Now that the calendar officially says it is October, we can no longer turn our heads from the inevitable truth. At some point the fall will be over and it will be winter. This beautiful red, yellow and green landscape will soon be grey and white. Our fields, still abundant with food will be cold and frozen. I know, I know, you don't want to think about that. You just want to enjoy a mug of warm cider while you carve pumpkins and listen to fiddle music, but on the farm, we always have to be thinking one season ahead. Just like we start seeding our fall crops in the middle of summer, we must prepare for the winter in the middle of fall. The first thing we do to prepare for the coming snow fall is make sure that we have a sufficient supply of hay for the cows. We consider ourselves fortunate that we don't have to make the hay ourselves. We are really lucky to have several fantastic farmers in our area that make great hay. I can't imagine having to add such a temperamental process into our already busy summer. This year we have switched from small square bales to large, wrapped round bales. No doubt you have noticed the giant, sweet smelling, marshmallows stacked near the barn when you pick your share up each week. When it comes to hay for the winter, it is always best to err on the side of having way too much, rather than not quite enough.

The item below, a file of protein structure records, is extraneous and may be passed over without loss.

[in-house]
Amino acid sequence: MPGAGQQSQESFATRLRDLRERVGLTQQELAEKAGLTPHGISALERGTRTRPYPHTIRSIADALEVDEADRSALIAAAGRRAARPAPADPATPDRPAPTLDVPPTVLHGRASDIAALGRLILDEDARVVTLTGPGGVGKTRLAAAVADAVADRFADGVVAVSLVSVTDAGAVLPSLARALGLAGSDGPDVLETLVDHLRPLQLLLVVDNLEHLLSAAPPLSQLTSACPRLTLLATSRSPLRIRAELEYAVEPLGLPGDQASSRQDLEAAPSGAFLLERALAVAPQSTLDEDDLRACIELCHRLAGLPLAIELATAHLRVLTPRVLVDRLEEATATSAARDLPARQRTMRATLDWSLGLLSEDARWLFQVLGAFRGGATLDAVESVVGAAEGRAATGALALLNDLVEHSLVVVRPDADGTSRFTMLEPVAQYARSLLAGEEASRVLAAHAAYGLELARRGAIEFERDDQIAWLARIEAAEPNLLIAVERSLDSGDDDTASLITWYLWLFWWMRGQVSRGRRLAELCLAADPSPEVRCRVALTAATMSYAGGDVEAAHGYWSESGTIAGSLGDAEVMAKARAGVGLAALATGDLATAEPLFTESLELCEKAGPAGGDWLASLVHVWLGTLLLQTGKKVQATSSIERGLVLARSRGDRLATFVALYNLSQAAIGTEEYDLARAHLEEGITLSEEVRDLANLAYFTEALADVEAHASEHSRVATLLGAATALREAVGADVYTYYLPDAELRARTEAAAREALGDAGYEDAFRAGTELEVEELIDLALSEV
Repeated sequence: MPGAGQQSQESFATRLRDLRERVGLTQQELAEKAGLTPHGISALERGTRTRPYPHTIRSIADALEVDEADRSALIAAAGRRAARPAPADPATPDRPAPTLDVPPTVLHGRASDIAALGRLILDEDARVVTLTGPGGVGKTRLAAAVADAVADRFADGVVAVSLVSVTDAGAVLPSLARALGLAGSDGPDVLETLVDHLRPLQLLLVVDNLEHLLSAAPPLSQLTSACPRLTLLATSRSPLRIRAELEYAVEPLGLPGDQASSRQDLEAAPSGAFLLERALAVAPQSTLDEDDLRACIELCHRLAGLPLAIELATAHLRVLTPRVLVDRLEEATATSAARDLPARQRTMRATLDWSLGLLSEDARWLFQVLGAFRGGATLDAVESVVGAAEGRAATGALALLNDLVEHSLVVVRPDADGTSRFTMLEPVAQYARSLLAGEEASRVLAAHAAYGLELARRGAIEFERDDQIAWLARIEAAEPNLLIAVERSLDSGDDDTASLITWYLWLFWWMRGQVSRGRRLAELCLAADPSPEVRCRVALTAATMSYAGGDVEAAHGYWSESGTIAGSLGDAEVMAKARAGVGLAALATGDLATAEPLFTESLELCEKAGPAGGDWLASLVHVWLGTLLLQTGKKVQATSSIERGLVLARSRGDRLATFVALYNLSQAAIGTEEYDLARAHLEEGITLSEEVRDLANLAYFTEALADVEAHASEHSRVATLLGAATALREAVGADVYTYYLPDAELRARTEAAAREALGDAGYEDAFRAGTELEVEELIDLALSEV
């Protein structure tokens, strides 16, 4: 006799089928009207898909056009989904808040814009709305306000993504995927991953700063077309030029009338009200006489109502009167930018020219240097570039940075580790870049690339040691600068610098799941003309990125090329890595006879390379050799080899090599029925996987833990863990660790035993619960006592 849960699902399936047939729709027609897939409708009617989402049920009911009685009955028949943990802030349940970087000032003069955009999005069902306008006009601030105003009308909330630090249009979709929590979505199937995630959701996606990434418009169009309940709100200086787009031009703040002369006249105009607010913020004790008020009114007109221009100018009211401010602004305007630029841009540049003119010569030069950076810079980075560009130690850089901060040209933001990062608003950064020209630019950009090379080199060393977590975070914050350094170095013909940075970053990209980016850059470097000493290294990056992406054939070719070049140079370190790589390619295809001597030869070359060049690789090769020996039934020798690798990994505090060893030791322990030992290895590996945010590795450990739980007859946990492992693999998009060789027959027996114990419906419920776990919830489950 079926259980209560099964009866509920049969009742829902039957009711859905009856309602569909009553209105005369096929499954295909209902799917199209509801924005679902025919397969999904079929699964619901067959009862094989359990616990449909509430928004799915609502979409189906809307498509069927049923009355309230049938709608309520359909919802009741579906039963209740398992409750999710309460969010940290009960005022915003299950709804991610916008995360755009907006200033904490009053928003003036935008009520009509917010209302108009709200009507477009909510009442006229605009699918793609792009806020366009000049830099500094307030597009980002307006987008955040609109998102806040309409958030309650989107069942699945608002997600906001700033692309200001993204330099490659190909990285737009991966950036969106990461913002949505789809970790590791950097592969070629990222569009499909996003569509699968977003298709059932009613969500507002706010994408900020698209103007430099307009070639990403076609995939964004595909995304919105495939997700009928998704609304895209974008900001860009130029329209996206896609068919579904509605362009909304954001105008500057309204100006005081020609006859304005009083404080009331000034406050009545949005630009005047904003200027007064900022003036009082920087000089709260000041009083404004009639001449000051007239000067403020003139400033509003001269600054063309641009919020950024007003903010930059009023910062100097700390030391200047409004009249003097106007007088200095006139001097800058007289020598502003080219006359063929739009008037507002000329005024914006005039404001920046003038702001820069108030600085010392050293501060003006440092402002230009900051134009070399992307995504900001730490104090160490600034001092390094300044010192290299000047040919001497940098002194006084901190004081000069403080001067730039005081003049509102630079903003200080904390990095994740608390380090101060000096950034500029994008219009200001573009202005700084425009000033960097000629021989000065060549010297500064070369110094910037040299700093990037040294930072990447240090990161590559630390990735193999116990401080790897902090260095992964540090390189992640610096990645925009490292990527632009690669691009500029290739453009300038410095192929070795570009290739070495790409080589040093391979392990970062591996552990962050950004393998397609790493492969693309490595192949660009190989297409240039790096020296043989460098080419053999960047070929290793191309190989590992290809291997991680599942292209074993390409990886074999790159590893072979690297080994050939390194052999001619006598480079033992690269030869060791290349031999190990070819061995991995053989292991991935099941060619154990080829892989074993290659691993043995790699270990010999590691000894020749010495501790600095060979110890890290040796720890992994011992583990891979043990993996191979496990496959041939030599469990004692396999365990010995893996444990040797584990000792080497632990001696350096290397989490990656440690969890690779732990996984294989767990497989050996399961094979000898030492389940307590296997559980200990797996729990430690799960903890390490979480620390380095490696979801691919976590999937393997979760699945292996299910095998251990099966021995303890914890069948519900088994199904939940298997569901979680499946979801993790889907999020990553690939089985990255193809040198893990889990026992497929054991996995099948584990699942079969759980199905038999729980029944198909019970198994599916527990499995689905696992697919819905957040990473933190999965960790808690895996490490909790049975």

Once we are comfortable with the amount of hay we have, we can turn our attention to the vegetables. We have two main jobs in the fall, one is to harvest our storage crops, the other is to protect our fresh crops in order to extend our harvest as late into the season as possible.  We have been harvesting and storing crops since July, starting with the onions, but things take on a different tone at this point of the season. We calculate how many pounds ar ein the field still and  set out a carefully crafted fall harvest plan and try to stick to it as much as possible. In addition to bringing crops into the barn to ensure their presence in the share until November, there are also a lot of crops that we can only protect in the field. You would be surprised at the difference a thin sheet of row cover makes to the arugula and lettuce. Once the storage crops are harvested, and the tender greens are covered, we are left looking at our kale, collards and brussells sprouts. These extra-hardy brassicas are amongst my favorite plants in the world. These robust cole crops are only enhanced  and sweetened by the frost and seem to prefer this time of year. So every year we protect what we can protect, and harvest what we can harvest. Than we shake hands with the kale, say good luck and walk away. We go home, warm a pot of cider, look out the window and watch the sun set while the temperature drops and wonder if we'll wake to frosted windows.

On behalf of your farm crew,

            Tana, Marycia, Dominique and Larry

                        Your Farmers,

                                    Max and Kerry